Clearly, the court herein had the duty and authority to vacate this judgment of possession sua sponte. It was done a short time after entry, on notice to the parties, and before plaintiff took any steps in reliance upon it. Plaintiff was not prejudiced thereby. Under the circumstances, for the court to do anything less would violate the spirit of R. 1:1-2 (absent a rule, court to proceed with purpose of securing just determination).

Plaintiff next argues that its failure to comply with the time and notice requirements contained in the regulations is an affirmative defense to the summary dispossess proceeding, which tenant did not raise and thus waived. Plaintiff sees no obligation to prove compliance with the regulations as part of its prima facie case.

The fundamental unfairness of its position is easily exposed. The Anti-Eviction Act forbids a landlord from evicting a residential tenant "except upon good cause," N.J.S.A. 2A:18-61.1. The burden of proof is upon the landlord to establish it. As our Appellate Division has said:

[The Anti-Eviction Act] places no burden on the residential tenant, a person who ordinarily is not represented at trial, who is not in the business of renting apartments and is not as likely to know the law.... In the circumstances, it is appropriate to require an evicting landlord to prove good cause under N.J.S.A. 2A:18-61.1 whether or not an objecting tenant demands such proof or raises the specific legal objection. [Village Bridge Apts. v. Mammucari, 239 N.J.Super. 235, 240, 570 A.2d 1301 (App.Div. 1990).]

Furthermore, plaintiff, as a sponsor, has obtained the benefits of low-interest loans from the New Jersey Housing and Mortgage Finance Agency. When it accepted those loans, it did so subject to the statute and implementing regulations which created the low and moderate income housing program. And it did so conversant with that law — certainly more so than a tenant who is "not in the business of renting apartments." Ibid. The landlord is thus in a much superior position vis a vis the tenant when it comes to knowledge of the existence of regulations obligating it to serve tenants with income certification notices.

One cannot be sure whether plaintiff's failure to comply with the regulations herein was inadvertent or was a deliberate gamble on its part to see if defendant would raise lack of compliance as an affirmative defense. But one can easily envision the potential for mischief if this court were to adopt plaintiff's logic: evictions would be left to chance.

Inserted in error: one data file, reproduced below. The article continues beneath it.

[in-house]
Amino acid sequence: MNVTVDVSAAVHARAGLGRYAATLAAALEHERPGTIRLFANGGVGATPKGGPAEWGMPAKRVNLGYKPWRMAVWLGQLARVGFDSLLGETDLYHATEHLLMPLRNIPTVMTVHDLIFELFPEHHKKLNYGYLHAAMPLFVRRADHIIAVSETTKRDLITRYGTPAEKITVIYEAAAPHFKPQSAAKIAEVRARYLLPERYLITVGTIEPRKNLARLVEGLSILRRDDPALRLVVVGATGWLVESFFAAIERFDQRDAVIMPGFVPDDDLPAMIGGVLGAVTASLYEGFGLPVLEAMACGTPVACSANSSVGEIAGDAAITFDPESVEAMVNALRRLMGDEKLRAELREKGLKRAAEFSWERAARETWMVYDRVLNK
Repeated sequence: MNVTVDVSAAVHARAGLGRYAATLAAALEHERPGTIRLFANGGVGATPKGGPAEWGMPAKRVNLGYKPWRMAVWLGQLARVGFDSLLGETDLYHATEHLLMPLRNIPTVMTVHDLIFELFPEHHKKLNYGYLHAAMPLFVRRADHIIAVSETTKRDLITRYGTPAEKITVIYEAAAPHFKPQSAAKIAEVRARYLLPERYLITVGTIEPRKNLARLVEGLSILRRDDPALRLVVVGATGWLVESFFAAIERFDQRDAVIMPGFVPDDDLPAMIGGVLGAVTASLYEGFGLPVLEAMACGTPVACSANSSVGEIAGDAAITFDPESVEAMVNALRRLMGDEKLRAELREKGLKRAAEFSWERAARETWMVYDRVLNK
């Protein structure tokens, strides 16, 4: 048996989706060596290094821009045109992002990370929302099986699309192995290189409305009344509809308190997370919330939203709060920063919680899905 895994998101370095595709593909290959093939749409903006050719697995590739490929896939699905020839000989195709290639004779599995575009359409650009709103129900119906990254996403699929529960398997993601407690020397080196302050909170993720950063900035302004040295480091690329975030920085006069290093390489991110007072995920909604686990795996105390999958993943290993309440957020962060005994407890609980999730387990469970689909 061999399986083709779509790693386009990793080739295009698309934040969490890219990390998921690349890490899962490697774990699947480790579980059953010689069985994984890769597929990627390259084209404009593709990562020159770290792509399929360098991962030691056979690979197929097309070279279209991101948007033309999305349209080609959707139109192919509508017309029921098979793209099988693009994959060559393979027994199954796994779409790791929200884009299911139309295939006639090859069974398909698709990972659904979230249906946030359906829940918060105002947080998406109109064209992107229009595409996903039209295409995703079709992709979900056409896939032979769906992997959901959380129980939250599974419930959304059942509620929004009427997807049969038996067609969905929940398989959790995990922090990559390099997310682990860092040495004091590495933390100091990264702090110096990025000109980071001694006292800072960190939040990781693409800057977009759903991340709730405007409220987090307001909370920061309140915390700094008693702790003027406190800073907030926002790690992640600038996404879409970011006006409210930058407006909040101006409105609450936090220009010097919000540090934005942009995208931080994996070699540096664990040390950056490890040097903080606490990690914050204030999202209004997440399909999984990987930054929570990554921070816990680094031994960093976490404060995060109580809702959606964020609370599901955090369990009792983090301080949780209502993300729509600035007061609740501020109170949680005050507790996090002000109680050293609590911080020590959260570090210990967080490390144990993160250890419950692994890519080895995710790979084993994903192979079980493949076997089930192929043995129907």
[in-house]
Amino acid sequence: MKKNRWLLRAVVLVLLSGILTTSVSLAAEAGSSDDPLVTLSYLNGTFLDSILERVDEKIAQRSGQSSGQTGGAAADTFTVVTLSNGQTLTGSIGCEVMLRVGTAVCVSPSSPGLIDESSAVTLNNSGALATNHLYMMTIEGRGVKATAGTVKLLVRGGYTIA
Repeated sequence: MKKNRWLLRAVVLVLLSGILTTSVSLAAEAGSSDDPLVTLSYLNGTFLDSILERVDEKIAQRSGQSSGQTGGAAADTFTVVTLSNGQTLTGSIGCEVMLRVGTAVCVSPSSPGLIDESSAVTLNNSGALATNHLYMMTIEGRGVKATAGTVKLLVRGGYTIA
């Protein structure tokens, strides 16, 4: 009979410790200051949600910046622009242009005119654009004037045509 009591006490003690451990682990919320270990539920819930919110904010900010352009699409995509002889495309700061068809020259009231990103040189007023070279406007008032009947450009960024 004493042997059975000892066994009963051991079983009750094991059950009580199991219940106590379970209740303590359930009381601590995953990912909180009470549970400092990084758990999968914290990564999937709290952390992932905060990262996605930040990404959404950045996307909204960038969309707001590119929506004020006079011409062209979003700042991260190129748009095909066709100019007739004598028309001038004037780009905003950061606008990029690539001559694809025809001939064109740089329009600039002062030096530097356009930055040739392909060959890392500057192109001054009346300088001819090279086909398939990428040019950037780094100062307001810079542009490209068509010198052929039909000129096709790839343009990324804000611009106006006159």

In a state which requires landlords to "turn square corners" Sacks Realty Co. v. Batch, 235 N.J.Super. 269, 284, 561 A.2d 1216 (Law Div. 1989), aff'd, 248 N.J.Super. 424, 591 A.2d 660 (App.Div. 1991), plaintiff would prefer to cut corners. Rather, more in keeping with the legislative intent of the Anti-Eviction Act, this court holds that the landlord is charged with knowledge of the regulations and an affirmative duty to prove compliance therewith before being entitled to a judgment of possession. Otherwise, the regulations are worthless.

Plaintiff's final argument as to the regulations' inapplicability or invalidity is without merit. The regulations are presumed reasonable, In re Adoption of N.J.A.C. 7:26B, 128 N.J. 442, 449, 608 A.2d 288 (1992), and the "legislative grant of authority is liberally construed to enable the agency to accomplish its statutory responsibilities." In re N.J.A.C. 5:25A-1.1, 266 N.J.Super. 625, 630, 630 A.2d 383 (App.Div. 1993). The Legislature specifically and clearly empowered the agency to adopt regulations to provide for periodic examination of tenants' income. N.J.S.A. 55:14K-8b. The Legislature also gave it the power to adopt "such additional rules and regulations as shall be necessary or desirable to carry out the purposes of this act." N.J.S.A. 55:14K-5g. The regulations adopted by the agency clearly apply to all families that fail to recertify their income after being notified. N.J.A.C. 5:80-20.9. To state that these regulations apply only to non-certifying tenants whose income makes them ineligible to remain tenants ignores the plain meaning of the words.